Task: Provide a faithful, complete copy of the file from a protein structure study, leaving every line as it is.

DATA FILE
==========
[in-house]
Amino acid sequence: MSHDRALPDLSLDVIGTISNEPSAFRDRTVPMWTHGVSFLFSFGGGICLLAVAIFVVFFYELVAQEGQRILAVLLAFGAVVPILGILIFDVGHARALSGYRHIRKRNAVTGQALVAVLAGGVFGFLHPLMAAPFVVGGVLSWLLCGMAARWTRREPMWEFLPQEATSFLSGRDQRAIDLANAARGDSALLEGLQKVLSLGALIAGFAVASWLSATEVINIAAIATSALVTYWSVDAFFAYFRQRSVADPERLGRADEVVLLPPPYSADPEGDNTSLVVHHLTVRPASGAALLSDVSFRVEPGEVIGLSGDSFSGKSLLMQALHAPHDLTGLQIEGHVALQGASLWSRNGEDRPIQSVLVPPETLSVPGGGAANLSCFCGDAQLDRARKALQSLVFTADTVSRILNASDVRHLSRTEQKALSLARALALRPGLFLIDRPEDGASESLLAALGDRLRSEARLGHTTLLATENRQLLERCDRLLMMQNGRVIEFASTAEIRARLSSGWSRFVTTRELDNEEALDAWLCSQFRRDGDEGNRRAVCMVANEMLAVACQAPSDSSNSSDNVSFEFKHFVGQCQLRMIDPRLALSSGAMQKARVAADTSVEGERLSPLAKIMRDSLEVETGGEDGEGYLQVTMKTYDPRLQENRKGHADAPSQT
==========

[in-house]
Amino acid sequence: MSHDRALPDLSLDVIGTISNEPSAFRDRTVPMWTHGVSFLFSFGGGICLLAVAIFVVFFYELVAQEGQRILAVLLAFGAVVPILGILIFDVGHARALSGYRHIRKRNAVTGQALVAVLAGGVFGFLHPLMAAPFVVGGVLSWLLCGMAARWTRREPMWEFLPQEATSFLSGRDQRAIDLANAARGDSALLEGLQKVLSLGALIAGFAVASWLSATEVINIAAIATSALVTYWSVDAFFAYFRQRSVADPERLGRADEVVLLPPPYSADPEGDNTSLVVHHLTVRPASGAALLSDVSFRVEPGEVIGLSGDSFSGKSLLMQALHAPHDLTGLQIEGHVALQGASLWSRNGEDRPIQSVLVPPETLSVPGGGAANLSCFCGDAQLDRARKALQSLVFTADTVSRILNASDVRHLSRTEQKALSLARALALRPGLFLIDRPEDGASESLLAALGDRLRSEARLGHTTLLATENRQLLERCDRLLMMQNGRVIEFASTAEIRARLSSGWSRFVTTRELDNEEALDAWLCSQFRRDGDEGNRRAVCMVANEMLAVACQAPSDSSNSSDNVSFEFKHFVGQCQLRMIDPRLALSSGAMQKARVAADTSVEGERLSPLAKIMRDSLEVETGGEDGEGYLQVTMKTYDPRLQENRKGHADAPSQT